Slian Martreb also wrote:

    Also: I’m getting really excited for Continuum to come out at the end of the month. I just don’t remember if the events in the movie are supposed to take place before or after the fourth season of Atlantis. Remind me, please?

    The reason Carter gave for going back to Earth at the end of “Search and Rescue” (the Ba’al clone) is the set-up for Stargate: Continuum.

    Anne Teldy

  17. @Slian Marteb ~ Ahh, but Teyla may not have any idea of what the alternate McKay did to help her and the rest of them, she only knows that John could have died trying to help her. Besides, maybe she plans on making Rodney the Athosian equivilant of the baby’s godfather.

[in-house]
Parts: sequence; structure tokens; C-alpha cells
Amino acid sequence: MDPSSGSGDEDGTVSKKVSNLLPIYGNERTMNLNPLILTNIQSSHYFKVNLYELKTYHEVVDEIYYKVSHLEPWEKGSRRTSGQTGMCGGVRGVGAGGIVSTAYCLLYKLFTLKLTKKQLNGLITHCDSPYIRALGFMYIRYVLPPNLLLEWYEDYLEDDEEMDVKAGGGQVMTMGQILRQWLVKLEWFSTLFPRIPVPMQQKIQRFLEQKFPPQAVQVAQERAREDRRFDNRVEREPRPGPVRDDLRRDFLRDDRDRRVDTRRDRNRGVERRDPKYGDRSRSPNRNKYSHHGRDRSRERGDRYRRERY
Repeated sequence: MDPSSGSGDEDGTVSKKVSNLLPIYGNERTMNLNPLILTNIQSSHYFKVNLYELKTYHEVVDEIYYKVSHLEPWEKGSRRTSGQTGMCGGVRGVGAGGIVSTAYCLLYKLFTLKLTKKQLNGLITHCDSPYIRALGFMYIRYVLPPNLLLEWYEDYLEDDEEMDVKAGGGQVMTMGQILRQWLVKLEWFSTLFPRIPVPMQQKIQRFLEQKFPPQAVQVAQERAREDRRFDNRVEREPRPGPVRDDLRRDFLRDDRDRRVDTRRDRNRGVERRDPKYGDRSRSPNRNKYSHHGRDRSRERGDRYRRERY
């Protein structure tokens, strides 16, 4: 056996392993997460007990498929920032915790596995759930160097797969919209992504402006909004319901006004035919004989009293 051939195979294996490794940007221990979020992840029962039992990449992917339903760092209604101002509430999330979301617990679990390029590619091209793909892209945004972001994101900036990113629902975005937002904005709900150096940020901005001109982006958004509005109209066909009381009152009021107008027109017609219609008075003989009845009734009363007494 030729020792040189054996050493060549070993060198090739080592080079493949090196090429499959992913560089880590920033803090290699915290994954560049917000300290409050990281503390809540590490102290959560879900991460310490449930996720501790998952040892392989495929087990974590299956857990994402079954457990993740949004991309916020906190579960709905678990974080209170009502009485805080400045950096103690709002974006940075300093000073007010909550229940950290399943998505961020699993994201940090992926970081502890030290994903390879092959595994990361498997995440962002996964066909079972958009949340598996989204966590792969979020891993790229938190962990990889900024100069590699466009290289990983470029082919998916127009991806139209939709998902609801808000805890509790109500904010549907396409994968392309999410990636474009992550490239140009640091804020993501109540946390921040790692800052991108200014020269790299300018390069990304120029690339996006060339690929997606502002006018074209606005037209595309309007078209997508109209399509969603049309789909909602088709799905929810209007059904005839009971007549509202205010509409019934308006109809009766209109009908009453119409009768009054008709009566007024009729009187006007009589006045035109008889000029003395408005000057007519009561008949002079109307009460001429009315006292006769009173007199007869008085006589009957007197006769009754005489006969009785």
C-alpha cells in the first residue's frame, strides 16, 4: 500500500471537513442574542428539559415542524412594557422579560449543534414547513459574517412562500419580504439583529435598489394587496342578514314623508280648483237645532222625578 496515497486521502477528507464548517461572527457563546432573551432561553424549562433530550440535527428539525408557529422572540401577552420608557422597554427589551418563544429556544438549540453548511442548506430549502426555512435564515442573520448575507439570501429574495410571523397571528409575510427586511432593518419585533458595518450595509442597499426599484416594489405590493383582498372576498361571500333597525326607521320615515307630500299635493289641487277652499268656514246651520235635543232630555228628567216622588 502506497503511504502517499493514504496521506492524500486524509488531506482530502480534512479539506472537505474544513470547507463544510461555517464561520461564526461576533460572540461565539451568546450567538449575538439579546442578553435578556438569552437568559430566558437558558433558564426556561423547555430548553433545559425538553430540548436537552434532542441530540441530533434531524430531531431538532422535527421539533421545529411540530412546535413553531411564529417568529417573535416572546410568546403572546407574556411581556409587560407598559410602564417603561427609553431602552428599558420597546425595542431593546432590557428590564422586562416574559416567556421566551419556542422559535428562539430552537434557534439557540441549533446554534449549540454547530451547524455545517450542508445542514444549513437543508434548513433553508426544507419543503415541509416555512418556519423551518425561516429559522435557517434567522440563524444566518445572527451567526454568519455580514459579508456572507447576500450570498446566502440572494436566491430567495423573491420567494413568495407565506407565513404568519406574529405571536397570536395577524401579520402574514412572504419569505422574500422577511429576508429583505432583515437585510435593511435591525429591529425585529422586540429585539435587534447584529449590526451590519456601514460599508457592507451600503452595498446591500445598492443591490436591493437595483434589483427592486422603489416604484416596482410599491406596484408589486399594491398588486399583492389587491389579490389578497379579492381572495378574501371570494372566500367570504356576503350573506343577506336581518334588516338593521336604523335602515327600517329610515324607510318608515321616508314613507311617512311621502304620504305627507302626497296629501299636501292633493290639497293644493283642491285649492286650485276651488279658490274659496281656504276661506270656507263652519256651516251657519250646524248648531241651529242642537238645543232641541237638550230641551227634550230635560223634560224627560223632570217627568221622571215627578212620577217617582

18. A quick comment on Shore Leave and then an attempt to touch on some of the many items in today’s post. David and Kate Hewlett have put in a fine showing at the convention, maintaining a wonderfully friendly attitude towards the fans that have barraged them(politely) for hours. Kate was great as she asked the fans a couple of times if she could slip off the autograph table long enough to look in on Malcolm McDowell’s talk, or run down to the artroom. The fans were of course patient, and Ms. Hewlett hung in to make sure everyone got their autographs. Unfortunately for the con, she’ll not be attending Sunday, the good news being she’s heading out for an audition. Ms. Staite is even more incredibly beatiful in person than pictures or film give her credit for. It’s great to see that the SGA actors and actresses seem to respect both the genre they act in, and the fans who support them. Ok, so it wasn’t a quick comment…